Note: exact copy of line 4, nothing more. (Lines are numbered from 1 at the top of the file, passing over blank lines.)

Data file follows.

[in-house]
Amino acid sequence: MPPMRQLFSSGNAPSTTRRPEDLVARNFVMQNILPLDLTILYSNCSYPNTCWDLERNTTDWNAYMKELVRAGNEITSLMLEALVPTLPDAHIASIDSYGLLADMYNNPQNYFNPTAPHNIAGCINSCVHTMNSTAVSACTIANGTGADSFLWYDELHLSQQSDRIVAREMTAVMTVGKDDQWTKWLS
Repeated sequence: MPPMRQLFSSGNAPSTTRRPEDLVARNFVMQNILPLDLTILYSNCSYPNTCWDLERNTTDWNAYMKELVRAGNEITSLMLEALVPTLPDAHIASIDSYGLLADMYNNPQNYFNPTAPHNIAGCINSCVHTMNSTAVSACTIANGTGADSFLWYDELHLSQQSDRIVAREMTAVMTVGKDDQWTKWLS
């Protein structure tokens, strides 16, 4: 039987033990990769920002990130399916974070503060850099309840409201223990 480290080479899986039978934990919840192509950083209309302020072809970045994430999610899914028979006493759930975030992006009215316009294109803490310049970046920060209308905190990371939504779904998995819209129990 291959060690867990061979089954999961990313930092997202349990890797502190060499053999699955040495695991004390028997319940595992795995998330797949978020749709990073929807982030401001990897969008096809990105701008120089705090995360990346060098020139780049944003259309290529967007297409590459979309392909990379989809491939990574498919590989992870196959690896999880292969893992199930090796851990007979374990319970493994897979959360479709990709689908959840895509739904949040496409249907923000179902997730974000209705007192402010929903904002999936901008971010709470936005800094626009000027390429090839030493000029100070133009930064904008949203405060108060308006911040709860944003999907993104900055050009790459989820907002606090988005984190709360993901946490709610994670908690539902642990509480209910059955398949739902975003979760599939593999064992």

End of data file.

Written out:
């Protein structure tokens, strides 16, 4: 039987033990990769920002990130399916974070503060850099309840409201223990 480290080479899986039978934990919840192509950083209309302020072809970045994430999610899914028979006493759930975030992006009215316009294109803490310049970046920060209308905190990371939504779904998995819209129990 291959060690867990061979089954999961990313930092997202349990890797502190060499053999699955040495695991004390028997319940595992795995998330797949978020749709990073929807982030401001990897969008096809990105701008120089705090995360990346060098020139780049944003259309290529967007297409590459979309392909990379989809491939990574498919590989992870196959690896999880292969893992199930090796851990007979374990319970493994897979959360479709990709689908959840895509739904949040496409249907923000179902997730974000209705007192402010929903904002999936901008971010709470936005800094626009000027390429090839030493000029100070133009930064904008949203405060108060308006911040709860944003999907993104900055050009790459989820907002606090988005984190709360993901946490709610994670908690539902642990509480209910059955398949739902975003979760599939593999064992």